Coccolithophores are a group of single-celled phytoplankton characterised by calcareous (calcite) scales termed coccoliths. They are an important component of the phytoplankton community which occupy the base of the marine food web, contributing to marine primary production, and play a key role in biogeochemical cycles in the ocean.
Monthly phytoplankton samples, collected at the Scottish Coastal Observatory (SCObs) monitoring site at Stonehaven over a 4 year period (2010 - 2013), were analysed to provide a first assessment of the diversity and abundance of coccolithophores present in relation to environmental variables including carbonate chemistry (León et al., 2018).
Six coccolithophore species were recorded; Emiliania huxleyi, Syracosphaera spp., Syracosphaera corolla, Coronosphaera mediterranea, Helicosphaera carteri HOL perforate, and Coccolithus pelagicus Braarudii spp., with Emiliania huxleyi (Figure b) the most dominant. The highest abundance of Emiliania huxleyi was observed during mid-summer when water temperatures were at their highest and nutrient concentrations (total oxidised nitrogen, silicate, phosphate, ammonia & nitrite) were at their lowest.
Figure 1: Photo Emiliania huxleyi, the dominant coccolithophore at the SCObs monitoring site at Stonehaven. © Kevin Mackenzie, University of Aberdeen.
Two morphotypes of Emiliania huxleyi cells were observed at Stonehaven, corresponding to three different calcification morphotypes: type A, type A overcalcified and type B (Figure 2). A distinct seasonality was recorded with type B mainly observed in spring, type A increasing from early (June) to late summer (August) and type A overcalcified forms dominating from late summer (August) through winter (Figure 3). León et al. (2018) found little evidence, using the parameters collected, to indicate coccolithophore calcification was influenced by carbonate chemistry at Stonehaven. This research is consistent with other field studies indicating the unsuitability of coccolithophores as biological indicators for ocean acidification (ICES, 2014) and highlights the need for long-term monitoring of coccolithophore shells to distinguish any changes as a consequence of anthropogenic activities. The study flagged the importance of understanding the local seasonality of coccolithophore diversity and morphology in interpreting data from discrete research cruises.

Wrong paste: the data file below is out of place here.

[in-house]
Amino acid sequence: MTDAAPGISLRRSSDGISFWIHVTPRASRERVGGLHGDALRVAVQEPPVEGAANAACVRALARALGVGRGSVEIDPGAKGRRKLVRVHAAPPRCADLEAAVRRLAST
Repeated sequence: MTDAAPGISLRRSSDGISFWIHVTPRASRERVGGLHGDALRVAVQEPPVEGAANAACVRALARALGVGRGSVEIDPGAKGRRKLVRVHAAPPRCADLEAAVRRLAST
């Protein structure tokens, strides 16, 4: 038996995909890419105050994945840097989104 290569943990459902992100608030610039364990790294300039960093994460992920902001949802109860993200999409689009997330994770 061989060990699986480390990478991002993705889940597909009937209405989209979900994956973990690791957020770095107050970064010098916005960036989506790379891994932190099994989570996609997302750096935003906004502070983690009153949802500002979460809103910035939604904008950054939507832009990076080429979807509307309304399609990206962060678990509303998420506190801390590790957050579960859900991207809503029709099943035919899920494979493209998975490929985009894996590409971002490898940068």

Figure 2: Emiliania huxleyi morphotypes observed at the Stonehaven sampling site.
Figure 3: Emiliania huxleyi morphotype seasonal distribution at the Stonehaven sampling site.
Links and resources
Seasonal variability of the carbonate system and coccolithophore Emiliania huxleyi at a Scottish Coastal Observatory monitoring site. Estuarine, Coastal and Shelf Science, 202, pp.302 - 314. Available at: http://www.sciencedirect.com/science/article/pii/S0272771417307758., 2018.